WWF helps improve effective management of European protected areas | WWF

WWF helps improve effective management of European protected areas

Posted on
23 July 2003
Gland, Switzerland - As a recent WWF report shows, Europe’s forest protected area network is not sufficient and does not ensure the long-term protection of all forest types and associated species. The ecological representation of protected forest areas at a national level is still generally poor and the areas of protected forests are often too small. Many of Europe´s “protected areas” are parks that exist on paper only.Since the 4th Ministerial Conference on the Protection of Forests in Europe WWF is now assisting governments all around the world to improve the effectiveness of park management with its RAPPAM methodology (Rapid Assessment & Prioritization of Protected Area Management). Many protected areas have been declared by a government but are lacking adequate protection through proper legislation, management plans, staff, equipment, capacity, and the support and co-operation of neighbouring communities. The RAPPAM methodology helps identify management strenghts and weaknesses and to prioritise management decisions.“Communicating that forests where logging and infrastructure development are allowed are 'protected', is misleading the public,” said Duncan Pollard, Head of the WWF European Forest Programme. In a recent European opinion poll, Europeans have sent a clear message to their Governments about the need for more protection. Not only did 80 per cent of the population in the 12 surveyed countries ask for more protected areas such as National parks, they also gave a clear indication that logging and construction are not compatible with their view of protected areas. “Any numbers game on forest protection is a disappointment to us because it simply does not reflect the real state of Europe's forest protection. What counts is that forests are effectively protected to sustain biodiversity. This is simply not the case,” said PollardA review of the WWF European Forest Scorecards for 2003 shows that there has been virtually no change in the quality and quantity of forest protected areas in recent years. Governments have been weak at committing to further protected forest areas.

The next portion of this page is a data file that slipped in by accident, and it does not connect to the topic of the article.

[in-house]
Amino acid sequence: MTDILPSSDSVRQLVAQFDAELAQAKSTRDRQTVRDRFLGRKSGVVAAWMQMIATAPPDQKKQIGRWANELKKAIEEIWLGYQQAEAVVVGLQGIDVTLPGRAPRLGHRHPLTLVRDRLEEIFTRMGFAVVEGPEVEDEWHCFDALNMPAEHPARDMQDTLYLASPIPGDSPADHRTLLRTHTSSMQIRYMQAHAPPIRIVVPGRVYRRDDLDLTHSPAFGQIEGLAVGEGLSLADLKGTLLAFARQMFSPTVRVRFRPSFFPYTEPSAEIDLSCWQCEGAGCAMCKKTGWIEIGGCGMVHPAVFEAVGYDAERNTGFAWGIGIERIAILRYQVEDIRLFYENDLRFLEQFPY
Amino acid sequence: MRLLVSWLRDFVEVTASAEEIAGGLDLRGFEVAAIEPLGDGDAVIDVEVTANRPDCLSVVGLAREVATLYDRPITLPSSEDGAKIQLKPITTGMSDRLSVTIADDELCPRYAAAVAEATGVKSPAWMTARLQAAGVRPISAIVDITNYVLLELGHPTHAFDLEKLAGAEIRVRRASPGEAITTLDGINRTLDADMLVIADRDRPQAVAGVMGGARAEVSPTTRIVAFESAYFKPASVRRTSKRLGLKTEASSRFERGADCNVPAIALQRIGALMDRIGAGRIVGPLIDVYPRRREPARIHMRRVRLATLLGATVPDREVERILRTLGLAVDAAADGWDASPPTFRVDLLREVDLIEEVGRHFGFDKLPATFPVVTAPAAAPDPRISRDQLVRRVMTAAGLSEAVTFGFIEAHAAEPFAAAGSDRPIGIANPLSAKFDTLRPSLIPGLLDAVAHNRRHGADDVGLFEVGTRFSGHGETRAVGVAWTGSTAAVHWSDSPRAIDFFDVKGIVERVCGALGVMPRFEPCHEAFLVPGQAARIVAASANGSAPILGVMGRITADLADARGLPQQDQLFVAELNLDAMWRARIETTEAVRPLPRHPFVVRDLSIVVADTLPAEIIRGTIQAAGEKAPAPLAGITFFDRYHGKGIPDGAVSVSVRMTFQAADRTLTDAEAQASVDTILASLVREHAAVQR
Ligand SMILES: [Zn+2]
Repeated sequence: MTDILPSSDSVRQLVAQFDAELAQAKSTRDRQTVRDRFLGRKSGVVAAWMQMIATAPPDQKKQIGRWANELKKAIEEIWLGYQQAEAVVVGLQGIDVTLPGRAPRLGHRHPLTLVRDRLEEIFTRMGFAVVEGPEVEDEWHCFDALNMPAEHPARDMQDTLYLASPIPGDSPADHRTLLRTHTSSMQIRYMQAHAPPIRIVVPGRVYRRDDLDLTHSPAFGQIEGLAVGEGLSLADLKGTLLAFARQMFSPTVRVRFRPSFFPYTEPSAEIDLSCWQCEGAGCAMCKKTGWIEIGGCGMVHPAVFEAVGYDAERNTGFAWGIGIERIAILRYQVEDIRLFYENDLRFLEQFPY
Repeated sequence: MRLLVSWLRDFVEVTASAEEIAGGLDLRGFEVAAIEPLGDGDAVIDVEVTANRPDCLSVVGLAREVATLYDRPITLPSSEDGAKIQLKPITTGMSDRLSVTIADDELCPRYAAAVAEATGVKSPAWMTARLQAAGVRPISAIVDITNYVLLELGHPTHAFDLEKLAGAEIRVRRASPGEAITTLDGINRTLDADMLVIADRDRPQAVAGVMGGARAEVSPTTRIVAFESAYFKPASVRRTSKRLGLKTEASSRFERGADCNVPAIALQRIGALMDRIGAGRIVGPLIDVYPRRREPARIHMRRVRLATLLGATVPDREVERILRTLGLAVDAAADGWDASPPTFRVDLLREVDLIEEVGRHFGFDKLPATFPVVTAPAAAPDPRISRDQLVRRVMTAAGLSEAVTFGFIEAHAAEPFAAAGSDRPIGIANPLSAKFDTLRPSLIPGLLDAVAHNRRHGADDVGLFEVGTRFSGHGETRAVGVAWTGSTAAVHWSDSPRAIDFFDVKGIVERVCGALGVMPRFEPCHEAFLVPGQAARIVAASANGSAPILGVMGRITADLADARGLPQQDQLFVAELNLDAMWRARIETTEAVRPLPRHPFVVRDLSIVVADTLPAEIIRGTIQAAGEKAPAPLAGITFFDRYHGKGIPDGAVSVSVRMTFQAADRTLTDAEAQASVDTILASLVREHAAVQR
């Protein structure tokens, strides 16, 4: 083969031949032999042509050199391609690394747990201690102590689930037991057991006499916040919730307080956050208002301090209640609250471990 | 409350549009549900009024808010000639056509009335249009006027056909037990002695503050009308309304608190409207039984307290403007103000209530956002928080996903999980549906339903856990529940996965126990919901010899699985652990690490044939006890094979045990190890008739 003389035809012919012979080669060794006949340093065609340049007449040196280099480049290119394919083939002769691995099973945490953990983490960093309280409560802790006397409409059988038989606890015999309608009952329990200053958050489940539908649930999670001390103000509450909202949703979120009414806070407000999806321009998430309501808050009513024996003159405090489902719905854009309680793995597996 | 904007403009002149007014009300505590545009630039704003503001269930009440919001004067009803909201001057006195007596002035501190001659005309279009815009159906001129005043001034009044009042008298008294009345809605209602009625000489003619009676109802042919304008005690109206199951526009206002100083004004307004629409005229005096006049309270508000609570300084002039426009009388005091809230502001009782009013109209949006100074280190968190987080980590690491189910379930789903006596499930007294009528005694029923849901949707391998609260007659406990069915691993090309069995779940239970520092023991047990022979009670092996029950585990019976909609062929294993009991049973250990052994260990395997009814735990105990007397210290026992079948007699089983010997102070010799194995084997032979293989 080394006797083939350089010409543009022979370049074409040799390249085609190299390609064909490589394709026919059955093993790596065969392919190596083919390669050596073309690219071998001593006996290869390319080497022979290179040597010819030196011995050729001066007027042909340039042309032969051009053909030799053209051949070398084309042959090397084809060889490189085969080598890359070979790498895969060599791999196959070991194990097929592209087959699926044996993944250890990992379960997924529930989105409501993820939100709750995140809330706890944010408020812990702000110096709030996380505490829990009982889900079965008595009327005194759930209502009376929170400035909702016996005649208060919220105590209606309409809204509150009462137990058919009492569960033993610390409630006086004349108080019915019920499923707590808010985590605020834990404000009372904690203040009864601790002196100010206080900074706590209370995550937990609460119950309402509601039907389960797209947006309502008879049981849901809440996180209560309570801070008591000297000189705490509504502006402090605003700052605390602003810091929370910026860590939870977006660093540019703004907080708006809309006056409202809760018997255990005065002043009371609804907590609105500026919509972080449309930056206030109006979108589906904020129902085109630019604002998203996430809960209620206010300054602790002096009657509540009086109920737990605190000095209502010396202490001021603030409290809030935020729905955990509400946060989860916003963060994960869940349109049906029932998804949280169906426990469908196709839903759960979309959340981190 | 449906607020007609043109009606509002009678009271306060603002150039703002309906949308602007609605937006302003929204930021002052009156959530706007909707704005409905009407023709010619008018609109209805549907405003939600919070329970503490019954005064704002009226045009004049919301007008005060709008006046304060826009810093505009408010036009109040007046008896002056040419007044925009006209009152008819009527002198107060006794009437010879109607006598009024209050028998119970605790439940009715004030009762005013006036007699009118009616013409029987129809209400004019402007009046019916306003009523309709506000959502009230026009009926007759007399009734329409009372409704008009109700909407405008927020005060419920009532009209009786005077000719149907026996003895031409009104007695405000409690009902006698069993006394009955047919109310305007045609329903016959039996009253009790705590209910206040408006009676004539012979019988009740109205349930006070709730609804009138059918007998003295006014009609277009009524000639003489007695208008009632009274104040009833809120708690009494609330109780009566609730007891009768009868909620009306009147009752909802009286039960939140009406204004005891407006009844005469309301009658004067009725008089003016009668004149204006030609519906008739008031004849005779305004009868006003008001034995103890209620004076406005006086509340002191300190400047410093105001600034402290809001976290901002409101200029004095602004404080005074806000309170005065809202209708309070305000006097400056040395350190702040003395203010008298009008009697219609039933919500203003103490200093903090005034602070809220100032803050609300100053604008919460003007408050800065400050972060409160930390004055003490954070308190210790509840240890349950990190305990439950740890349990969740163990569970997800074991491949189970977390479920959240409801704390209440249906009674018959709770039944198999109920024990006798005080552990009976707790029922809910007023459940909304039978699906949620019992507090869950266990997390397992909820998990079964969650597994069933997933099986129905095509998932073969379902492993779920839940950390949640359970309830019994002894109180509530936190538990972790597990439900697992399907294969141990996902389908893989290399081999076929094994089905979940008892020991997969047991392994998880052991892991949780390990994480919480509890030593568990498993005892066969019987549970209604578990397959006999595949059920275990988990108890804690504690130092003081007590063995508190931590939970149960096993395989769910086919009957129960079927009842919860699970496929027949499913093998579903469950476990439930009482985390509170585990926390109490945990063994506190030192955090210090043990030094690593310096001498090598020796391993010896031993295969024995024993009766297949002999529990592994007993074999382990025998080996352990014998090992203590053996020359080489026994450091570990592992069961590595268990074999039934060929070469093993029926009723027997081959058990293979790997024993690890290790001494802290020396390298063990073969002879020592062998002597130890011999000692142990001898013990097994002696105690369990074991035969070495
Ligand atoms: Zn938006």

Threats to protected areas in various European countries


Spotlight on the Czech Republic
: The core zone of the Sumava National Park was reduced from 15,400ha to about 9,000ha and split up into 135 fragments. Over the last years extensive logging occurred in the heart of the National Park. Large-scale clear felling has already lead to more than 2,000ha of basically deforested land, mainly bordering the German National Park Bayerischer Wald. Sanitation measures against bark beetle occurrences are cited as one of the key causes for logging. However, income from timber harvesting seems to be also an important driving force for logging in the Sumava National Park. Between 1994 and 2001 more than 1.3 million cubic metres of wood felled in the National Park were sold, generating an income of around EUR 65 million. Yet, there is hope for improvement as Dr. Libor Ambrozek, Czech Minister for Environment, has promised to change current practices — concrete steps now need to follow.

Spotlight on Belarus
: Belarus has recently begun large-scale harvesting of trees on their side of the Bialowieza Primeval Forest which is designated as a National Park. The Bialowieza Primeval Forest situated on the Polish-Belarussian border, is the best-preserved and largest primeval forest complex in Europe.

Spotlight on Italy